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Archive for September, 2012


After filling up with gas we hightailed outta Hurricane headin’ north to Cedar City on I-15. As we passed the small towns of Browse, Pintura, Snowfield, Kolobo Canyon and New Harmony signs warned “drowsy drivers” to “use next exit”. We  didn’t fit into that category at this point so politely ignored them.

We pulled off at exit 57 for Cedar City, self-styled “Festival City USA” (it does host an annual Shakespeare Festival as well as a music festival so I think it’s entitled), and spotted Starbuck’s where we had a breakfast of bagels and cream cheese and lattés. The incomparable Townes Van Zandt was singing “Pancho and Lefty” as we entered (though, sadly, not in person as he left us at a criminally young age fifteen years ago). On our exit Sting was crooning “every step you make I’ll be watching you”, which was a little more disconcerting.

We drove around Providence Plaza with its incongruous lighthouse (though I believe that there is a link with Rhode Island). I spied a smart looking bookstore entitled Deseret and immediately bounded in. However, it did not take long for me to decipher that this was not a bookstore in which I was likely to find any underground, or even secular, literature. The devotional muzak, clean cut, grinning staff and shelves of Mormon tracts hastened my exit and reminded me that we were still in the heart of Utah.

Turning off the I-15 we took the U-148 towards Panguitch. Despite the heat, the trees in the Dixie National Forest were beginning to show signs of Autumn’s approach.

We arrived at the Cedar Breaks National Monument, a kind of mini-Bryce Canyon, just in time to catch a talk by a park ranger from Akron, Ohio on what to do, or rather not to do, if we met a brown bear on one of the area’s trails. Essentially, it came down to the acronym SCRAP – we shouldn’t stare, call, run, approach or panic – now I think I could make a passable attempt at the first four but might just struggle with the last.

Anyway, should you come across a brown, or for that matter, grizzly bear on your morning commute or during your weekly shop, please bear in mind the advice I have kindly dispensed above. Hopefully, you’ll be as lucky as us and not meet any. But it’s as well to be prepared.

We decided to take the Chessman Ridge Trail, a two and a half mile loop at over 10,000 feet. The altitude caused us to catch our breath intermittently and my heart has never pounded so much – apart from that night with Jennifer Aniston in a motel room in Bakersfield.

Chipmunks nipped in and out of the bushes in front of us, though I was a little disappointed that we didn’t hear a single rendition of Ragtime Cowboy Joe. I’m referring here, of course, to the original band, not the modern team led by Alvin.

A party of local schoolchildren passed us in the opposite direction, and I couldn’t resist warning them to watch out for the bears. But kids are too streetwise these days to be freaked out by such news. I think they felt a little sorry for me. Ah well.

The most alarming moment, however, occurred with less than half of a mile of the trail left when both Janet and I realised that we couldn’t wait to get back to the visitor centre to take a leak. Whilst I resolved my particular issue in one of the many bushes on the side of the trail, Janet felt it necessary to pick a precarious spot on the side of a steep cliff upon which to relieve herself. For those readers of a delicate constitution I will not give any more details other than to say she somehow managed to maintain her balance and dignity (just). Nor do I have any photographic evidence.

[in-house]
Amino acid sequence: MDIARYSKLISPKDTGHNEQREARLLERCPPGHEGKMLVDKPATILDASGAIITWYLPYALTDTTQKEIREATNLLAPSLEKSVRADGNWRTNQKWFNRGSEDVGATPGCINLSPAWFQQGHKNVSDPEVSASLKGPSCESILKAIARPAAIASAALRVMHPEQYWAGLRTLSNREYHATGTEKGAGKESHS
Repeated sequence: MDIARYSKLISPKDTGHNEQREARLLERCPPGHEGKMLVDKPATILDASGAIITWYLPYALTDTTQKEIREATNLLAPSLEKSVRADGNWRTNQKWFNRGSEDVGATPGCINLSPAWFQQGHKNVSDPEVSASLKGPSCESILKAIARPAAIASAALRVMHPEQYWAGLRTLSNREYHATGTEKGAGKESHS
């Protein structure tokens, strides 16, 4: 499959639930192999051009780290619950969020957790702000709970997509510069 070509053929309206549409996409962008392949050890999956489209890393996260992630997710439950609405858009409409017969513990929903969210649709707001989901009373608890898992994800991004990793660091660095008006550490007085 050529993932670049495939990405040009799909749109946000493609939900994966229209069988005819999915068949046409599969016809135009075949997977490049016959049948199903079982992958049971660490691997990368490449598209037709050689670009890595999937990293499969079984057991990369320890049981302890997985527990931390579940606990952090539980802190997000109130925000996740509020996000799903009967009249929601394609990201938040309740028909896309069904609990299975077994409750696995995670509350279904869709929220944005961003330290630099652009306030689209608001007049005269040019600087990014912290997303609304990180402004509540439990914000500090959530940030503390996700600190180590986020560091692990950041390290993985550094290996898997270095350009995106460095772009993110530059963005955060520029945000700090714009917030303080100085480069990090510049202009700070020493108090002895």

Leaving Cedar Breaks we took U-143 towards Panguitch, a lovely road with cedars and pine trees turning yellow and orange almost before our eyes. However, before very long we encountered, as far as the eye could see, hundreds of sheep striding down the road in front of us.

They were clearly intent on crossing from a field on one side of the road to another, but not before they had gone for an afternoon stroll in the middle of the road first. There was no shepherd to be seen and they had little inclination to move out of the road other than in their own good time. Eventually, they dispersed, not least on account of a driver overtaking us and heading at speed for them. Perhaps he was a local and that this was the appropriate way to scatter them, but it seemed cruel and risky to us townies. At least we could now proceed slowly, avoiding the stragglers with ease.

As lunch had been no more than a granola bar at Cedar Breaks we were hungry by mid afternoon and grateful to come across a small restaurant at the Bear Paw Fishing Resort on the  man-made Panguitch Lake. If the hearty food was not welcome enough, the proprietor proceeded to slap a map of the region down on our table and point out a host of potential places to visit in addition to those we had already planned to see. The road trip was getting longer by the day.

What struck us most on approaching Panguitch were the wide roads and number of single storey houses and trailers. We found the New Western Motel easily enough and were pleased to discover that, rather than the single motel room we had expected, we had been placed in a newly refurbished suite with separate lounge and bedroom. Equally surprising was the fact that it was run by Indians – no, not the Navajo, Hopi or Zuni, so prevalent in the southwest, but Hindus.

A much anticipated visit to Bryce Canyon awaited us on the next day.